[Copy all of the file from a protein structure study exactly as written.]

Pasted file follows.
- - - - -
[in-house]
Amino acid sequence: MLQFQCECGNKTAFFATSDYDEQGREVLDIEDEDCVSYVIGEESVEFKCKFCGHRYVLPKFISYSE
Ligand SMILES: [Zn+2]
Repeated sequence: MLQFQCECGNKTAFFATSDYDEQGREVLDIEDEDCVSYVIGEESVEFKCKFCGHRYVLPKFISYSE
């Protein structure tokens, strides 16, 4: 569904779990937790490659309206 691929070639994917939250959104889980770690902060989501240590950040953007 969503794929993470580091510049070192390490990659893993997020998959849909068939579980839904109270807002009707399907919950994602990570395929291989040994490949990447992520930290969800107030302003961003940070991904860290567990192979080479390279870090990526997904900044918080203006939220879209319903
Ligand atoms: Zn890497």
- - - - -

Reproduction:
[in-house]
Amino acid sequence: MLQFQCECGNKTAFFATSDYDEQGREVLDIEDEDCVSYVIGEESVEFKCKFCGHRYVLPKFISYSE
Ligand SMILES: [Zn+2]
Repeated sequence: MLQFQCECGNKTAFFATSDYDEQGREVLDIEDEDCVSYVIGEESVEFKCKFCGHRYVLPKFISYSE
């Protein structure tokens, strides 16, 4: 569904779990937790490659309206 691929070639994917939250959104889980770690902060989501240590950040953007 969503794929993470580091510049070192390490990659893993997020998959849909068939579980839904109270807002009707399907919950994602990570395929291989040994490949990447992520930290969800107030302003961003940070991904860290567990192979080479390279870090990526997904900044918080203006939220879209319903
Ligand atoms: Zn890497």